Charity Marketing: How to Spread Your Nonprofit’s Message

Nonprofits focus a majority of their resources on fulfilling their missions, but to gain those resources in the first place, charitable organizations need to improve their marketing. Through charity marketing, nonprofits can raise awareness of their cause, bring in new supporters, and earn the donations that fuel their initiatives. 

Of course, running a marketing campaign for any organization can quickly become a full-time job. Fortunately, nonprofit professionals don’t need a degree in marketing to understand the basics of how to reach their audience and inspire them to give. Instead, they just need creativity, a deep understanding of their supporters, and a few tools to help manage their campaigns. 

To break down the potential complications of running a marketing campaign, this guide will explore the ins and outs of charity marketing, including:

Use the Google Ad Grant as part of your charity marketing. Get a free consultation!

Let’s first look at the basics of charity marketing before exploring how to launch your own campaign.

Charity Marketing FAQ

A marketing campaign is ultimately as complex as your organization makes it. Of course, those new to marketing are likely to have a few questions about what’s normal for promotional campaigns in the nonprofit sector.

What is charity marketing?

Charity marketing is essentially advertising for your nonprofit. It consists of all of the external promotional content your nonprofit develops for the purpose of attracting new donors and persuading them to support you.

Is charity marketing worth the return on investment?

All nonprofits engaging in charity marketing should aim to make a positive return on investment (ROI). However, different nonprofits will approach their marketing strategy with different goals. For example, a new nonprofit may be wholly focused on spreading awareness and attracting new supporters, whereas a more established organization might be more interested in encouraging new donors to make their second gift, increasing their retention rate.

Throughout your marketing campaign, track your expenses and the conversions you can presumably attribute to your marketing. Some third-party marketing agencies that cater specifically to nonprofits offer discounted services, which can also help improve your ROI.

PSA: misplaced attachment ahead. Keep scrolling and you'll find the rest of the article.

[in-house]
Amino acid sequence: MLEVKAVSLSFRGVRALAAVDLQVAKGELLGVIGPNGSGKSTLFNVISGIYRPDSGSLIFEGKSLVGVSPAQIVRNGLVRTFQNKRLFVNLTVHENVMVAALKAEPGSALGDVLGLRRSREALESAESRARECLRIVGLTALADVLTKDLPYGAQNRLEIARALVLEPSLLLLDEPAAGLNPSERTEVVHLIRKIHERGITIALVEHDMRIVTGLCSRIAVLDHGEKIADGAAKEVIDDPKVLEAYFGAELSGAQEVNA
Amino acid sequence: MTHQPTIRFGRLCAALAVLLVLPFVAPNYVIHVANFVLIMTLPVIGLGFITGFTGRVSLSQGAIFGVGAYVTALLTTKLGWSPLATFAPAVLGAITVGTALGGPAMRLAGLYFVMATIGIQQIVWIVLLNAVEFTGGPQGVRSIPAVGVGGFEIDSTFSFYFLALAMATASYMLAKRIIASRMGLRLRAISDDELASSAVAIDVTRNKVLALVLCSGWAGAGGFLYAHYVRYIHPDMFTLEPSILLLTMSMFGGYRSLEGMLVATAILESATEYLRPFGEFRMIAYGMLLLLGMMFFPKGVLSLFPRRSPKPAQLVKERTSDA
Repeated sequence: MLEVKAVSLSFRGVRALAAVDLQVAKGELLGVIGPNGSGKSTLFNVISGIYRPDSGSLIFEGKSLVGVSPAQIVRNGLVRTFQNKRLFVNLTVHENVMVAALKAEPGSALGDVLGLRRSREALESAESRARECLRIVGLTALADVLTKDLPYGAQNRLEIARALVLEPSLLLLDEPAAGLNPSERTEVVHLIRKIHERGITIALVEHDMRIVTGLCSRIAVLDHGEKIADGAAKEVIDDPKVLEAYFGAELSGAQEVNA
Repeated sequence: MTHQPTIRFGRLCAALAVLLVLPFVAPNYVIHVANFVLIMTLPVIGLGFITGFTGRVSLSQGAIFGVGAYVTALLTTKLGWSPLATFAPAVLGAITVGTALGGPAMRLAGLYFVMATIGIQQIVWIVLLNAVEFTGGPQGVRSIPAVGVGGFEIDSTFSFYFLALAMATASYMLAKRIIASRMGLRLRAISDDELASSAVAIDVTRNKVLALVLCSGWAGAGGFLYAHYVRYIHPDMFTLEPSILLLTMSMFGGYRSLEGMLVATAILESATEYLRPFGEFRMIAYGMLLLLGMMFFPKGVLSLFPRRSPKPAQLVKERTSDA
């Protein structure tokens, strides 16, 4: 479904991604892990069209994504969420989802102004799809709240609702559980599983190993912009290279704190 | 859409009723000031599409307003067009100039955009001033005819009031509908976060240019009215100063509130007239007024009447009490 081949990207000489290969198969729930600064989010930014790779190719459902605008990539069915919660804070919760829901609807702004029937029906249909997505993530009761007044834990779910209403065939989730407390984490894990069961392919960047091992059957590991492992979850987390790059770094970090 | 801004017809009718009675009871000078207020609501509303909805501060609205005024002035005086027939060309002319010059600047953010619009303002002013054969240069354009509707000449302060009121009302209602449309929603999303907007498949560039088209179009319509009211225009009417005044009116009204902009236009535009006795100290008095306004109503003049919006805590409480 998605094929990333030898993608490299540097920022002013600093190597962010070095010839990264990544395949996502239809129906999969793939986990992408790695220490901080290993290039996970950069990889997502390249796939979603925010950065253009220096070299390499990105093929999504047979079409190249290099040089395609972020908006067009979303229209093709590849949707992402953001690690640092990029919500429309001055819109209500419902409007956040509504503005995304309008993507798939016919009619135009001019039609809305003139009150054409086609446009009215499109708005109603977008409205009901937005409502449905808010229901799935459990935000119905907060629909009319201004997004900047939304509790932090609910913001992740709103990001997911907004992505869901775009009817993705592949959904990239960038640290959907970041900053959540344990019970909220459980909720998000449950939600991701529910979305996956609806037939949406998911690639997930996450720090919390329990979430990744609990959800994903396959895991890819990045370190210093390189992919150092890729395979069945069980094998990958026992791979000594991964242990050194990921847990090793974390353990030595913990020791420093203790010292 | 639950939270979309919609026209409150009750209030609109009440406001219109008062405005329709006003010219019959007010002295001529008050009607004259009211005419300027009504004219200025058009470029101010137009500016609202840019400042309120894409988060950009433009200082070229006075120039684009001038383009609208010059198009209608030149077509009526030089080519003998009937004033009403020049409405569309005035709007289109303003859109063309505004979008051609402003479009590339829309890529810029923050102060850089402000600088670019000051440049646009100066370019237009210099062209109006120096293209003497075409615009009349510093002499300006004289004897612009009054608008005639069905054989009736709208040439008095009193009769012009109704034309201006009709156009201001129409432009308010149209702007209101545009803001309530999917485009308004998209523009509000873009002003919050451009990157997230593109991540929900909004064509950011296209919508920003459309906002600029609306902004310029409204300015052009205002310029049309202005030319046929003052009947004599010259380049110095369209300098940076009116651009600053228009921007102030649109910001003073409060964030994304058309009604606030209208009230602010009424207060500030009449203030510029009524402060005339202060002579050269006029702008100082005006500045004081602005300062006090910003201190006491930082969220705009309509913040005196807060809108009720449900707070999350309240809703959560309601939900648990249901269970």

How much should nonprofits spend on charity marketing?

Charity marketing is part of a nonprofit’s overhead expenses, which common nonprofit management advice states should total around 35% of a nonprofit’s budget at maximum. Of course, how much of that 35% is dedicated to marketing will depend on your organization’s size, marketing needs, and other ongoing costs. 

To provide a general estimate of what is normal, studies on nonprofit advertisement report that approximately 60% of nonprofits that earn between $1-$10 million in annual revenue have dedicated marketing budgets with a median budget of $12,000. Of course, in this study were both organizations that had no dedicated marketing budget and organizations that spent over $500,000 annually on marketing.

For your organization, assess your budget to consider what revenue you have to dedicate to marketing and what ROI you hope to make with the funds you allocate.

How to Build Your Charity Marketing Plan

A charity marketing plan is a living document nonprofit teams use as a guide to determine what marketing materials to create, when and how these materials should be shared with their audience, and what they hope to achieve by sharing those materials. 

The bedrock of this document is your nonprofit’s audience and your team’s knowledge of what that audience is looking for from your nonprofit. Here’s a breakdown of the first steps you should take in creating your charity marketing plan: